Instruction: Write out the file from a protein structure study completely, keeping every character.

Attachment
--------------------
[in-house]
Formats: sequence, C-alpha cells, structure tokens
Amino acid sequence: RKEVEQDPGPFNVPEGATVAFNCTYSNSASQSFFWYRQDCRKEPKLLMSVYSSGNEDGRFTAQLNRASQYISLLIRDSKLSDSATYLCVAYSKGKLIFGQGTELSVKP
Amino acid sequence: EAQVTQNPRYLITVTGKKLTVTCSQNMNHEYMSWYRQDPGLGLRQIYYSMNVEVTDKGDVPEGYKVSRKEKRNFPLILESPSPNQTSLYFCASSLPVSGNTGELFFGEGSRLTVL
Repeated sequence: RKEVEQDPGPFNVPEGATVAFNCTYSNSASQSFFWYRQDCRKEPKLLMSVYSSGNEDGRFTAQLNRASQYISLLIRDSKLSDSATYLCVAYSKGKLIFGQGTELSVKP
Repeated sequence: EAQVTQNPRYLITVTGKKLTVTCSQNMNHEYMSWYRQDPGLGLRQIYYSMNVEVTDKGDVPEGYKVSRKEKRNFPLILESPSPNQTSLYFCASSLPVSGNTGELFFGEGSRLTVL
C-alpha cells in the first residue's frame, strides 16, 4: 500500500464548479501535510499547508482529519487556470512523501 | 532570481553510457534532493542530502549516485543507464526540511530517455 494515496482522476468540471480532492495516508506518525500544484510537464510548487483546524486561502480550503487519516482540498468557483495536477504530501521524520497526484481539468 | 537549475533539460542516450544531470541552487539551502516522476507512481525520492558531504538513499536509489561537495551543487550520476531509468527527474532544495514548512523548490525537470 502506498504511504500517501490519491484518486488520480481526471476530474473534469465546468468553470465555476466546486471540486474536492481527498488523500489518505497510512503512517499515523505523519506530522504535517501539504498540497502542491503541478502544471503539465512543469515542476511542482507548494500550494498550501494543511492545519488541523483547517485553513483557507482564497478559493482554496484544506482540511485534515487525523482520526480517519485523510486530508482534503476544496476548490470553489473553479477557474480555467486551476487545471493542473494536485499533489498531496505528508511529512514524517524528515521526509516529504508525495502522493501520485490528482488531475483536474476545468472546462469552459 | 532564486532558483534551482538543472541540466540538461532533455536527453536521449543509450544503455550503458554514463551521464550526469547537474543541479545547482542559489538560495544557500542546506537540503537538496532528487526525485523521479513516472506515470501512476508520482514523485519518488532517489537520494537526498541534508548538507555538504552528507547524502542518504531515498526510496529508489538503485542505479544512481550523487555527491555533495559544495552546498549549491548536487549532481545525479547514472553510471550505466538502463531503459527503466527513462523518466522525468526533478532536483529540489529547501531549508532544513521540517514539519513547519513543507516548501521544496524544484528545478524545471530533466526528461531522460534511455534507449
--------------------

[in-house]
Formats: sequence, C-alpha cells, structure tokens
Amino acid sequence: RKEVEQDPGPFNVPEGATVAFNCTYSNSASQSFFWYRQDCRKEPKLLMSVYSSGNEDGRFTAQLNRASQYISLLIRDSKLSDSATYLCVAYSKGKLIFGQGTELSVKP
Amino acid sequence: EAQVTQNPRYLITVTGKKLTVTCSQNMNHEYMSWYRQDPGLGLRQIYYSMNVEVTDKGDVPEGYKVSRKEKRNFPLILESPSPNQTSLYFCASSLPVSGNTGELFFGEGSRLTVL
Repeated sequence: RKEVEQDPGPFNVPEGATVAFNCTYSNSASQSFFWYRQDCRKEPKLLMSVYSSGNEDGRFTAQLNRASQYISLLIRDSKLSDSATYLCVAYSKGKLIFGQGTELSVKP
Repeated sequence: EAQVTQNPRYLITVTGKKLTVTCSQNMNHEYMSWYRQDPGLGLRQIYYSMNVEVTDKGDVPEGYKVSRKEKRNFPLILESPSPNQTSLYFCASSLPVSGNTGELFFGEGSRLTVL
C-alpha cells in the first residue's frame, strides 16, 4: 500500500464548479501535510499547508482529519487556470512523501 | 532570481553510457534532493542530502549516485543507464526540511530517455 494515496482522476468540471480532492495516508506518525500544484510537464510548487483546524486561502480550503487519516482540498468557483495536477504530501521524520497526484481539468 | 537549475533539460542516450544531470541552487539551502516522476507512481525520492558531504538513499536509489561537495551543487550520476531509468527527474532544495514548512523548490525537470 502506498504511504500517501490519491484518486488520480481526471476530474473534469465546468468553470465555476466546486471540486474536492481527498488523500489518505497510512503512517499515523505523519506530522504535517501539504498540497502542491503541478502544471503539465512543469515542476511542482507548494500550494498550501494543511492545519488541523483547517485553513483557507482564497478559493482554496484544506482540511485534515487525523482520526480517519485523510486530508482534503476544496476548490470553489473553479477557474480555467486551476487545471493542473494536485499533489498531496505528508511529512514524517524528515521526509516529504508525495502522493501520485490528482488531475483536474476545468472546462469552459 | 532564486532558483534551482538543472541540466540538461532533455536527453536521449543509450544503455550503458554514463551521464550526469547537474543541479545547482542559489538560495544557500542546506537540503537538496532528487526525485523521479513516472506515470501512476508520482514523485519518488532517489537520494537526498541534508548538507555538504552528507547524502542518504531515498526510496529508489538503485542505479544512481550523487555527491555533495559544495552546498549549491548536487549532481545525479547514472553510471550505466538502463531503459527503466527513462523518466522525468526533478532536483529540489529547501531549508532544513521540517514539519513547519513543507516548501521544496524544484528545478524545471530533466526528461531522460534511455534507449